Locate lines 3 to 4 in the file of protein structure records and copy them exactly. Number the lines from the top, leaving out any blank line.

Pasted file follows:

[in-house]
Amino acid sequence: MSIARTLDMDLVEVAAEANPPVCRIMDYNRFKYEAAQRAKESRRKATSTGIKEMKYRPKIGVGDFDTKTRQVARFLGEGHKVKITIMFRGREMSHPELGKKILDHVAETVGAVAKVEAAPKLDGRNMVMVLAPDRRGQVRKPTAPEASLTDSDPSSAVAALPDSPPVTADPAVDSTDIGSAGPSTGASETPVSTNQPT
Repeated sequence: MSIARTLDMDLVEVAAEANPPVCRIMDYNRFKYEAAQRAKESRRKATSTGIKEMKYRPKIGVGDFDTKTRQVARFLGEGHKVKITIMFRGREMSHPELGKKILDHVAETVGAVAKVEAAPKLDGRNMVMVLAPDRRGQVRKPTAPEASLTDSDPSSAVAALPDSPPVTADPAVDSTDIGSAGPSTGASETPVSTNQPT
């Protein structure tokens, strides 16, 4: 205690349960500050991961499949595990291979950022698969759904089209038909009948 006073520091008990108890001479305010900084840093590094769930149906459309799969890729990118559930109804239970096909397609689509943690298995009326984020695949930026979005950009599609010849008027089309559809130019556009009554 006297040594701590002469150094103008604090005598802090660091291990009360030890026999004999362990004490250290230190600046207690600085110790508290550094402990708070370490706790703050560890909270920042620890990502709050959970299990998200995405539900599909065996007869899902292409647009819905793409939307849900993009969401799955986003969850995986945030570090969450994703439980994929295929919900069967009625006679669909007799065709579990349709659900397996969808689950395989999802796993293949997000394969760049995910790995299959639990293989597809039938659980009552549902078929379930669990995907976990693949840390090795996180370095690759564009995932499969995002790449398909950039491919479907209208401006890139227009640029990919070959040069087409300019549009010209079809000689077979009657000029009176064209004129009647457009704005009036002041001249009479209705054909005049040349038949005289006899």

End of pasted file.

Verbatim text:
Repeated sequence: MSIARTLDMDLVEVAAEANPPVCRIMDYNRFKYEAAQRAKESRRKATSTGIKEMKYRPKIGVGDFDTKTRQVARFLGEGHKVKITIMFRGREMSHPELGKKILDHVAETVGAVAKVEAAPKLDGRNMVMVLAPDRRGQVRKPTAPEASLTDSDPSSAVAALPDSPPVTADPAVDSTDIGSAGPSTGASETPVSTNQPT
């Protein structure tokens, strides 16, 4: 205690349960500050991961499949595990291979950022698969759904089209038909009948 006073520091008990108890001479305010900084840093590094769930149906459309799969890729990118559930109804239970096909397609689509943690298995009326984020695949930026979005950009599609010849008027089309559809130019556009009554 006297040594701590002469150094103008604090005598802090660091291990009360030890026999004999362990004490250290230190600046207690600085110790508290550094402990708070370490706790703050560890909270920042620890990502709050959970299990998200995405539900599909065996007869899902292409647009819905793409939307849900993009969401799955986003969850995986945030570090969450994703439980994929295929919900069967009625006679669909007799065709579990349709659900397996969808689950395989999802796993293949997000394969760049995910790995299959639990293989597809039938659980009552549902078929379930669990995907976990693949840390090795996180370095690759564009995932499969995002790449398909950039491919479907209208401006890139227009640029990919070959040069087409300019549009010209079809000689077979009657000029009176064209004129009647457009704005009036002041001249009479209705054909005049040349038949005289006899």